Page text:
BOSTON -- The top Democrat and Republican in the Senate agree the current tangle of laws capping liquor licenses is in need of revision.

"I've always been inclined to support allowing communities to make those decisions. I think that's a vestige of Puritan New England that we should be giving people permission as to how many liquor licenses there ought to be in their community," Senate President Stan Rosenberg, an Amherst Democrat, told reporters after Thursday's session. "But it's stalled and I've tried to be part of moving that, oh, maybe three different times in my career."

In general, state statute limits the number of liquor and wine and beer licenses for each city and town based on its population. The Legislature routinely makes exceptions to that law, granting additional licenses to municipalities on an individual basis through a local petition.

On Thursday after the Senate advanced bills granting additional liquor licenses for Northampton and West Bridgewater, the chamber's top Republican proposed reform to the ad hoc approach.

"It appears that with growing frequency the exceptions are overtaking the rule," Senate Minority Leader Bruce Tarr of Gloucester told his colleagues on the floor. He said, "It seems that there is rarely a week that passes that we do not either in formal or informal session grant a municipality an additional liquor license, and usually Mr. President it is more than one."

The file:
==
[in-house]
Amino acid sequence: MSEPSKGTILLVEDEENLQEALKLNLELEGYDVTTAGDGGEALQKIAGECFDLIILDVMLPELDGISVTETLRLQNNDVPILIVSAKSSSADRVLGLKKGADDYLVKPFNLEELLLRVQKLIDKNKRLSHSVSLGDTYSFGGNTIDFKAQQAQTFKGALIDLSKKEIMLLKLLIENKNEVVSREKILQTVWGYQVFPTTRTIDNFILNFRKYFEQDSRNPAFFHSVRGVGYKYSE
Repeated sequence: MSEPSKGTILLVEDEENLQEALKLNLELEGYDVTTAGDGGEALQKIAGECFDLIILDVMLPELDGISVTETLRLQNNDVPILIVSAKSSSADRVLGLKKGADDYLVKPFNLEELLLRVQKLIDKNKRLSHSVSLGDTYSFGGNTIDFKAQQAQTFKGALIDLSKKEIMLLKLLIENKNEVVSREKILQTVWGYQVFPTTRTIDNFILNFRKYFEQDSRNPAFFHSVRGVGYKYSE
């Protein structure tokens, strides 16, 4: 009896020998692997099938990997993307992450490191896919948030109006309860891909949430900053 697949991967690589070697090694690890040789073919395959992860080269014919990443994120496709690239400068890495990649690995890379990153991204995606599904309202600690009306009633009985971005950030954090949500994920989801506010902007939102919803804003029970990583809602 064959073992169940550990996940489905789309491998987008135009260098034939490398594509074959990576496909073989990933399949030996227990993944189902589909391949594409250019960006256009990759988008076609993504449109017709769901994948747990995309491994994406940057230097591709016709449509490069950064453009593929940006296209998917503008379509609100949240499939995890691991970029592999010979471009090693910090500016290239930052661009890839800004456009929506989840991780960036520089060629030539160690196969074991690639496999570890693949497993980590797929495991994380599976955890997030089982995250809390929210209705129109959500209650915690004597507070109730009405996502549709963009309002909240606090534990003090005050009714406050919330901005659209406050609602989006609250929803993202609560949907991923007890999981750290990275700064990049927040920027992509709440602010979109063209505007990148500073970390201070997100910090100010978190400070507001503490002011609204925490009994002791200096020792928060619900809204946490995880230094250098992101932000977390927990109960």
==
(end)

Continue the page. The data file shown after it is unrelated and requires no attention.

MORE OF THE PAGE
Tarr said he is "not unsympathetic" to municipalities that want to grant licenses "as they see fit," and suggested a solution that would maintain the appropriate number of liquor licenses while "recognizing that cities and towns do need to come to us."

Gov. Charlie Baker filed legislation as part of a municipal modernization bill that would allow cities and towns to set their own quota for restaurants licensed to serve alcohol. That portion of the governor's bill (H 3906) is pending before the Committee on Municipalities and Regional Government.

Under the current system, local governments can petition the Legislature for an increase above the statutory cap.

On Thursday the Senate sent the governor a bill authorizing Northampton to grant additional liquor licenses for four establishments - Ibiza Tapas, Local Burger, Sierra Grill and Sylvester's Restaurant - and passed a bill allowing West Bridgewater to grant one additional restaurant liquor license and one additional package store liquor license.

The Alcoholic Beverages Control Commission tracks the number of licensed establishments and the special laws granting communities more licenses above their caps. During fiscal 2015 the Legislature enacted 23 bills creating excess quota licenses, according to the ABCC, and in fiscal 2014 the Legislature enacted 27 such bills.

From calendar 2013 to calendar 2014, the number of bars and restaurants licensed to serve alcohol increased by 36 to 8,686, according to the ABCC reports.

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